Commented Dec 24, 2022 at 1:21
  • 1
    @EdMorton, except that telling xargs to read newline-terminated lines isn't that simple. -d '\n' is only available in GNU xargs, and e.g. -L 1 would tell it to read one line, but it also enables trailing spaces to allow continuing a line to the next, so it doesn't process the lines intact. -0 is more commonly supported (e.g. the BSDs, and Busybox), and the tr solution works with that even if -d isn't available. The fact that the filenames here can't have newlines comes from the problem statement already, so it's hardly an issue with how xargs is used here.
    – ilkkachu
    Commented Dec 24, 2022 at 11:29
  • 1
    @EdgarMagallon how any given command works in it's POSIX mode is different from the POSIX definition of a command, as we'd previously discussed, since even in "POSIX mode" any command can do whatever it likes with functionality that's undefined by POSIX (e.g. the value of $0 in the END section of an awk script) and still be POSIX-compliant.
    – Ed Morton
    Commented Dec 24, 2022 at 12:40
  • 1
    @EdMorton thanks, I think I only read posix manual of some commands to know what options are supported. Because if I read the xargs posix manual the -0 option is not documented so I think that's useful to know if using some option is portable or no. Commented Dec 24, 2022 at 19:03
1

Assuming all pathnames in the input file are properly quoted, concatenate all the listed files together and use sed to extract the parts between lines starting with BEGIN and end with END BEGIN:

xargs cat <path_resume.txt |
sed -n '/^BEGIN/,/^END BEGIN/p' >output.txt

This uses xargs to call cat with the sisted files in path_resume.txt as operands. This creates a single stream of all data concatenated from all the files in the order listed in the input file.

The stream is then filtered by sed which prints all lines in the blocks we're interested in.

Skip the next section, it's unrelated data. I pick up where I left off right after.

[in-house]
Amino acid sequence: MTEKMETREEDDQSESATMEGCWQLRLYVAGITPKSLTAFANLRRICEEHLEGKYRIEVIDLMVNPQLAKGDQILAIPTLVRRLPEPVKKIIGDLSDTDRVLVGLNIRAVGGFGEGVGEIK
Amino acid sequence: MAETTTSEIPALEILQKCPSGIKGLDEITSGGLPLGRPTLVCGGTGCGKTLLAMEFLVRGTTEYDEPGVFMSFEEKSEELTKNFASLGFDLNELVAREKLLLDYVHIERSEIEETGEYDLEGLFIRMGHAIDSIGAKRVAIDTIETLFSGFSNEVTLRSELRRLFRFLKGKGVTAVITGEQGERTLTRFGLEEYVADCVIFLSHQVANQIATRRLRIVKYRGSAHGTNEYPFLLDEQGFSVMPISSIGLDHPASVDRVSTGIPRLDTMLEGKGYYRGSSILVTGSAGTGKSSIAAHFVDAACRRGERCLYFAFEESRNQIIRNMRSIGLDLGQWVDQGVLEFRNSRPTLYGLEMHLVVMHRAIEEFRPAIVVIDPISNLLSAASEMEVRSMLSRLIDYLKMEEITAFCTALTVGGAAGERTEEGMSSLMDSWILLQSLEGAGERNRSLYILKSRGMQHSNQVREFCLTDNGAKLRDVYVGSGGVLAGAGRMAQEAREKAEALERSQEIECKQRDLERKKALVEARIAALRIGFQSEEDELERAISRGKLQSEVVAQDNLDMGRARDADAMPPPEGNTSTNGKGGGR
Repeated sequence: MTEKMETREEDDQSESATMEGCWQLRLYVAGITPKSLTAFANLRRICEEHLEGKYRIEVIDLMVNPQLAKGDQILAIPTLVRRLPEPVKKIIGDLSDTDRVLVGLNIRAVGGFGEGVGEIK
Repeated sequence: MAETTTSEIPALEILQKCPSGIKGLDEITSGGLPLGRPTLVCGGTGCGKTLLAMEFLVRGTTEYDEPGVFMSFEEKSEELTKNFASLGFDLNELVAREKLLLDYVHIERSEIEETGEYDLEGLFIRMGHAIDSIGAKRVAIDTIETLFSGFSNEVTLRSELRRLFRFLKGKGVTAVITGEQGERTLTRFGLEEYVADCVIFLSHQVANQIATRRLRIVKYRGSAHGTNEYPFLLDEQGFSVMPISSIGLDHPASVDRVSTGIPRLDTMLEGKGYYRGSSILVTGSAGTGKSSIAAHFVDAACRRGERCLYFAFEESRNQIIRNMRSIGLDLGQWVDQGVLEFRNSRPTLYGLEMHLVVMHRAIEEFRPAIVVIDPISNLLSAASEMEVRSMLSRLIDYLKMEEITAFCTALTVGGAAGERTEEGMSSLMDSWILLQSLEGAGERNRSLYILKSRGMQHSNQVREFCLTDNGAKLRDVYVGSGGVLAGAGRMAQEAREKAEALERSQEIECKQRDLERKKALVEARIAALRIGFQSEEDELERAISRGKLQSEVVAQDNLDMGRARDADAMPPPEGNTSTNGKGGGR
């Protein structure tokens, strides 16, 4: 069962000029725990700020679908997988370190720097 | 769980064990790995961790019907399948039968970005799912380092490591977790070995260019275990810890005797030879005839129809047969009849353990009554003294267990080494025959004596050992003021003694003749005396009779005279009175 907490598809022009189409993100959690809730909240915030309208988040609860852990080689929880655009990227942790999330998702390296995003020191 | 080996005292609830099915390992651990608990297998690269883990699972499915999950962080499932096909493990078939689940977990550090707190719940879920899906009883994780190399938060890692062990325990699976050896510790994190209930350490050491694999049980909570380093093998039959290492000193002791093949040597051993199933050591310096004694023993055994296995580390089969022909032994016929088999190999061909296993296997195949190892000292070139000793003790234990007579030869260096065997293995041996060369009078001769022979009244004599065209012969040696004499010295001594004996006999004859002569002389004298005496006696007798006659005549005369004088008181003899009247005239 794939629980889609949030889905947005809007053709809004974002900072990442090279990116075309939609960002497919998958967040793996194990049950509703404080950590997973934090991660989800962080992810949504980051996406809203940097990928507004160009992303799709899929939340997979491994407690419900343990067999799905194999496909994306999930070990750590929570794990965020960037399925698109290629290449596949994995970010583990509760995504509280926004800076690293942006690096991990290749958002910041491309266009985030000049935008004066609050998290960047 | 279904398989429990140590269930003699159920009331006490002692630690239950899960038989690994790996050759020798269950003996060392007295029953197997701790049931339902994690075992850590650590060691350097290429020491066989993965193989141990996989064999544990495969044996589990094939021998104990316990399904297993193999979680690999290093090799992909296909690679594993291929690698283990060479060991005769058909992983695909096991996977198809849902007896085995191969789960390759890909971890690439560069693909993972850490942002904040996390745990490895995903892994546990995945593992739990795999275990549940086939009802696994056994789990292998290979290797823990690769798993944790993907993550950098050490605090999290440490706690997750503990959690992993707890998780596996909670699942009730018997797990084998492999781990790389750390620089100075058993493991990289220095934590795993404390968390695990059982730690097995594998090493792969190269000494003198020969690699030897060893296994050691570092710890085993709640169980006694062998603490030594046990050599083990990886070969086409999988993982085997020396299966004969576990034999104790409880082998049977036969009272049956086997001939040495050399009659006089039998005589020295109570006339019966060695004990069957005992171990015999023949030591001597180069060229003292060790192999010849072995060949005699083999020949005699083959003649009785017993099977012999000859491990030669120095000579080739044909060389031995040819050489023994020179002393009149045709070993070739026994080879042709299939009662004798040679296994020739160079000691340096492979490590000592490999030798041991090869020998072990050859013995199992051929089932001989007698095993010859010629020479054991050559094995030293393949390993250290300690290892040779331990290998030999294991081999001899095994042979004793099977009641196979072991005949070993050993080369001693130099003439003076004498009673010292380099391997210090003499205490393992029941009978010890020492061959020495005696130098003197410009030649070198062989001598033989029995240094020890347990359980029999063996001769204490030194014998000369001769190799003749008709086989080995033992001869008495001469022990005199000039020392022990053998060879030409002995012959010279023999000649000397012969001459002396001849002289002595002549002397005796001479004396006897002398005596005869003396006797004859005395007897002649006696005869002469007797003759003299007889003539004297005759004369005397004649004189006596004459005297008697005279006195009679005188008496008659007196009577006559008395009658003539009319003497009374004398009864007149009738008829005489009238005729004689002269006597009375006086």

One could reformulate the sed expression so that it instead deletes all lines that occur outside of the blocks we're interested in (allowing us to drop the -n option):

xargs cat <path_resume.txt |
sed '/^BEGIN/,/^END BEGIN/!d' >output.txt

You could obviously also call sed directly from xargs:

xargs sed '/^BEGIN/,/^END BEGIN/!d' <path_resume.txt >output.txt

Or, using awk,

xargs awk '/^BEGIN/,/^END BEGIN/' <path_resume.txt >output.txt
1
  • 1
    If the input is properly quoted for xargs, that is. It follows slightly different quoting rules than the shells do, which probably only comes up in really weird cases, but it's annoyingly one more syntax to learn.
    – ilkkachu
    Commented Dec 24, 2022 at 11:35
-1

How about this approach? It's kinda lazy, but it will do the job. You read the lines of path_resume.txt and use every line as a file for awk to work with

for i in `cat path_resume.txt`; do awk '/BEGIN/{flag=1}/END BEGIN/{flag=0}flag' $i >> output; done
3
  • that'll work for "nice" filenames, but it's worth noting that it doesn't take every line as a filename, but every whitespace separated string. E.g. if the file has the single line foo bar, that'll get treated as two filenames. Plus it'll try to expand any glob characters in the file, so better not do that if any filenames can contain any of *?[] at least.
    – ilkkachu
    Commented Dec 23, 2022 at 20:34
  • you might even get away with awk '/BEGIN/{flag=1}/END BEGIN/{flag=0}flag' $(cat path_resume.txt) since awk can take multiple filenames to process. Though if one file is missing the END BEGIN part, the flag would be set from the start of the next file...
    – ilkkachu
    Commented Dec 23, 2022 at 20:34
  • 5
    Emphasizing ilkkachu's comment: don't read lines with "for" Commented Dec 23, 2022 at 20:56

You must log in to answer this question.

Not the answer you're looking for? Browse other questions tagged .